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These are good baris. Easy to get in over your head on a bari that needs a lot of work.

The silver is interesting. It should shine up and be pretty nice too.


dsm
 

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Discussion Starter · #3 ·
These are good baris. Easy to get in over your head on a bari that needs a lot of work.

The silver is interesting. It should shine up and be pretty nice too.


dsm
Gent just told me he played it LAST year for a BROADWAY play, so it is PLAYABLE. Yes that Silver Plating thing had me wondering if they came that way, been trying to find info. I also wanted to see where on the horn it says YANI. Will request more pics...What would be a fair offer? He states for me to make him an offer.
 

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I really don’t think that the cosmetics of where this horn is now has too much impact of where it will be oce it has been in the hands of a great restorer. And, man, does this horn need a restorer!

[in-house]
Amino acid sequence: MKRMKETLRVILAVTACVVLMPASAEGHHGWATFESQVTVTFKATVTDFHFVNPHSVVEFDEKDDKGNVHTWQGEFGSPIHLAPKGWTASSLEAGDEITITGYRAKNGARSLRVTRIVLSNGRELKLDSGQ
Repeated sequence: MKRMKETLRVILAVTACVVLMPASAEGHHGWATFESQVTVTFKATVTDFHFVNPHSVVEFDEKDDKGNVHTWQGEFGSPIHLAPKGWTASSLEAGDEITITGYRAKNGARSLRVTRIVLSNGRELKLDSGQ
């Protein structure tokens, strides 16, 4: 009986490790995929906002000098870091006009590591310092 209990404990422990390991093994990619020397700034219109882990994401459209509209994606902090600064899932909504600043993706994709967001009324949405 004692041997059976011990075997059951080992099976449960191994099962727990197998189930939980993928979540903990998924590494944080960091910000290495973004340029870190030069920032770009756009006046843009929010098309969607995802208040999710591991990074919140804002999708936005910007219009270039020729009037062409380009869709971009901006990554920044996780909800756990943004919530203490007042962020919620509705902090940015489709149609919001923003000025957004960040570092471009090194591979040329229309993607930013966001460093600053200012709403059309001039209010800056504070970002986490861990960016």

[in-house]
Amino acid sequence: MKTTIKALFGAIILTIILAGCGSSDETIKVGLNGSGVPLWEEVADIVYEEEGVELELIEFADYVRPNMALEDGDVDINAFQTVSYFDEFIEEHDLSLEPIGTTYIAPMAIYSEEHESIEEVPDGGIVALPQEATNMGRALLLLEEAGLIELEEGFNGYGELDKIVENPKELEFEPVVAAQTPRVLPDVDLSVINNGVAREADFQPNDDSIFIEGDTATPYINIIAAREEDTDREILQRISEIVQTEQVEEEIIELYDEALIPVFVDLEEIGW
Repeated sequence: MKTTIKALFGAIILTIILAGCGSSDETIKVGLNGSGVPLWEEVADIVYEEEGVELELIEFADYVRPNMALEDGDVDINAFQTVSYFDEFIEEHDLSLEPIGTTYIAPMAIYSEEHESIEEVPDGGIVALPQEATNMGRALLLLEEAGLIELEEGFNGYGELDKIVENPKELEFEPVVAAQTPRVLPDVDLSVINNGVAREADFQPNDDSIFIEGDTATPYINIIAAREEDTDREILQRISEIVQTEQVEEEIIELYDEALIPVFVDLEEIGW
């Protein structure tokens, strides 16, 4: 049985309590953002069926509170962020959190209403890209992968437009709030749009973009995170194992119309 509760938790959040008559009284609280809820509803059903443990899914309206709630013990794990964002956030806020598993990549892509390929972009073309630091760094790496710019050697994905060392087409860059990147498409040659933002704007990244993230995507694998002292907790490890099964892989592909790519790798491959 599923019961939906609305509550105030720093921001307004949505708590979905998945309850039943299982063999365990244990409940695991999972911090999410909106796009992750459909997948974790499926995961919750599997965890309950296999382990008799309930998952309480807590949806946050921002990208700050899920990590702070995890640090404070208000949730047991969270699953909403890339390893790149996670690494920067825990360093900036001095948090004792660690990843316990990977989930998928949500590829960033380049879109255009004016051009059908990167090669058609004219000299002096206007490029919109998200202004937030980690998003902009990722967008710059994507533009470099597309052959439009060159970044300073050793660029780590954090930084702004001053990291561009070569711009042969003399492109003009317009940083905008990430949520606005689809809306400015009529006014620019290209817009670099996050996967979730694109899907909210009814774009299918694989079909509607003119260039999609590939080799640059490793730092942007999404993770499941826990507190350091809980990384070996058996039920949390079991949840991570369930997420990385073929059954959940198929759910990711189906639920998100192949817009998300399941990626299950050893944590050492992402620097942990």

HOWEVER

the total of the buying price and the restoration could probably exceed the price of a similar Baritone that needs absolutely NO work at all.
 

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Was wondering if this YANI is worth buying....NOT at 2 Grand, but perhaps at say 1300-1500? I would assume a complete OVERHAUL would run me about 1500-1800. Thanks in advance, i ask because it is LOCAL to me and was considering making an offer,

https://newyork.craigslist.org/mnh/msg/d/yanagisawa-baritone-sax/6685915964.html
If structurally sound and has multiple Yanagisawa logos on it, I would take a chance at $1K-$1.3K. I wouldn't get the horn overhauled in NYC area and pay what you referenced though. I use Les Arbuckle in Carlsbad CA and he would probably charge around $1K or slightly less, depending on how much mechanical work is required beyond pads, felts and corks. I'm sure there are good techs closer by that would charge you less than $1500-$1800.
 

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Discussion Starter · #6 ·
Love you all for the responses, i was thinking the same in terms of offer...1300 or so...As for overhaul i was thinking more in the line of www.stohrermusic.com (Matt Stohrer) who i know does INCREDIBLE work and will make the horn look like new when finished. I have to agree with you MILANDRO, for the total amount